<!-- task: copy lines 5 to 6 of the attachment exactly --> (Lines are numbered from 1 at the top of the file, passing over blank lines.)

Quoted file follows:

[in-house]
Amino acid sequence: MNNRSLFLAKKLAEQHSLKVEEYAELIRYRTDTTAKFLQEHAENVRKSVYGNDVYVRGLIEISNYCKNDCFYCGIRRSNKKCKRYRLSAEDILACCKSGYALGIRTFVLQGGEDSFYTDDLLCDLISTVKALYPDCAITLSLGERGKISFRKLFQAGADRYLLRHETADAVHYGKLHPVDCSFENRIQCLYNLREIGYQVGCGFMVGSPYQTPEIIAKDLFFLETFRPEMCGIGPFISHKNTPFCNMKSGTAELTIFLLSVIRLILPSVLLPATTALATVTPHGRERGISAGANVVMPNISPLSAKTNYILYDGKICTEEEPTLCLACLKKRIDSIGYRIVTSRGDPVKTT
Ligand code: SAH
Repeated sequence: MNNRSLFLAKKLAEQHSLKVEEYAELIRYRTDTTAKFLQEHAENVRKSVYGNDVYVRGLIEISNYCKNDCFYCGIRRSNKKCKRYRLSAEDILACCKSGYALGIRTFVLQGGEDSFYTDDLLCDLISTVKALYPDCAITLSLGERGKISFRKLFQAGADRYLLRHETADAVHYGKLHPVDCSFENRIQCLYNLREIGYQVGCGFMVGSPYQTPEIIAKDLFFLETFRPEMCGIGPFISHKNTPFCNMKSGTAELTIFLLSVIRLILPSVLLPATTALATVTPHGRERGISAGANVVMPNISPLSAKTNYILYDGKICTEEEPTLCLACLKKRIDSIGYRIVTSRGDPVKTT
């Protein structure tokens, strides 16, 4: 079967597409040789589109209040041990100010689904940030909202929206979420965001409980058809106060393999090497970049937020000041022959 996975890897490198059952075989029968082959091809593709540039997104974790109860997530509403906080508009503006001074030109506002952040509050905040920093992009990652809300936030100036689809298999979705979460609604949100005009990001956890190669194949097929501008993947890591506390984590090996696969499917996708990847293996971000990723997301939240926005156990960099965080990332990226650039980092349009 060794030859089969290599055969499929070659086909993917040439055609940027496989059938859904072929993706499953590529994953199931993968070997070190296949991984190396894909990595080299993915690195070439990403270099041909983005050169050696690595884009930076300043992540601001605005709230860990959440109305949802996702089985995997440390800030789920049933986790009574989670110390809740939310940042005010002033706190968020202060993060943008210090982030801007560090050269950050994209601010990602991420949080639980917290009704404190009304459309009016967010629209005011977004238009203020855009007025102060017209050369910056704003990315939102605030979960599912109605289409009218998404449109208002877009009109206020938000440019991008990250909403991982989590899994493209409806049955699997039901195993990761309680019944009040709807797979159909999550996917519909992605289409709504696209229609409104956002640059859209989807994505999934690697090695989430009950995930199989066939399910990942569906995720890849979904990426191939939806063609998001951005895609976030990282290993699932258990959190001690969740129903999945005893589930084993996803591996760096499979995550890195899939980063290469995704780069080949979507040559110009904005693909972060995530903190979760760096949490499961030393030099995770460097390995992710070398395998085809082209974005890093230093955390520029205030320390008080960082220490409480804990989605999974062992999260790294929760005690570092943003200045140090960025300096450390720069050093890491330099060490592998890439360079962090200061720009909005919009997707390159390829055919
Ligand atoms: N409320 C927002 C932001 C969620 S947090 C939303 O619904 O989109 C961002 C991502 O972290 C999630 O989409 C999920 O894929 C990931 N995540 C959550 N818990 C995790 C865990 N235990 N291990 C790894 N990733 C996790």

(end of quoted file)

């Protein structure tokens, strides 16, 4: 079967597409040789589109209040041990100010689904940030909202929206979420965001409980058809106060393999090497970049937020000041022959 996975890897490198059952075989029968082959091809593709540039997104974790109860997530509403906080508009503006001074030109506002952040509050905040920093992009990652809300936030100036689809298999979705979460609604949100005009990001956890190669194949097929501008993947890591506390984590090996696969499917996708990847293996971000990723997301939240926005156990960099965080990332990226650039980092349009 060794030859089969290599055969499929070659086909993917040439055609940027496989059938859904072929993706499953590529994953199931993968070997070190296949991984190396894909990595080299993915690195070439990403270099041909983005050169050696690595884009930076300043992540601001605005709230860990959440109305949802996702089985995997440390800030789920049933986790009574989670110390809740939310940042005010002033706190968020202060993060943008210090982030801007560090050269950050994209601010990602991420949080639980917290009704404190009304459309009016967010629209005011977004238009203020855009007025102060017209050369910056704003990315939102605030979960599912109605289409009218998404449109208002877009009109206020938000440019991008990250909403991982989590899994493209409806049955699997039901195993990761309680019944009040709807797979159909999550996917519909992605289409709504696209229609409104956002640059859209989807994505999934690697090695989430009950995930199989066939399910990942569906995720890849979904990426191939939806063609998001951005895609976030990282290993699932258990959190001690969740129903999945005893589930084993996803591996760096499979995550890195899939980063290469995704780069080949979507040559110009904005693909972060995530903190979760760096949490499961030393030099995770460097390995992710070398395998085809082209974005890093230093955390520029205030320390008080960082220490409480804990989605999974062992999260790294929760005690570092943003200045140090960025300096450390720069050093890491330099060490592998890439360079962090200061720009909005919009997707390159390829055919
Ligand atoms: N409320 C927002 C932001 C969620 S947090 C939303 O619904 O989109 C961002 C991502 O972290 C999630 O989409 C999920 O894929 C990931 N995540 C959550 N818990 C995790 C865990 N235990 N291990 C790894 N990733 C996790």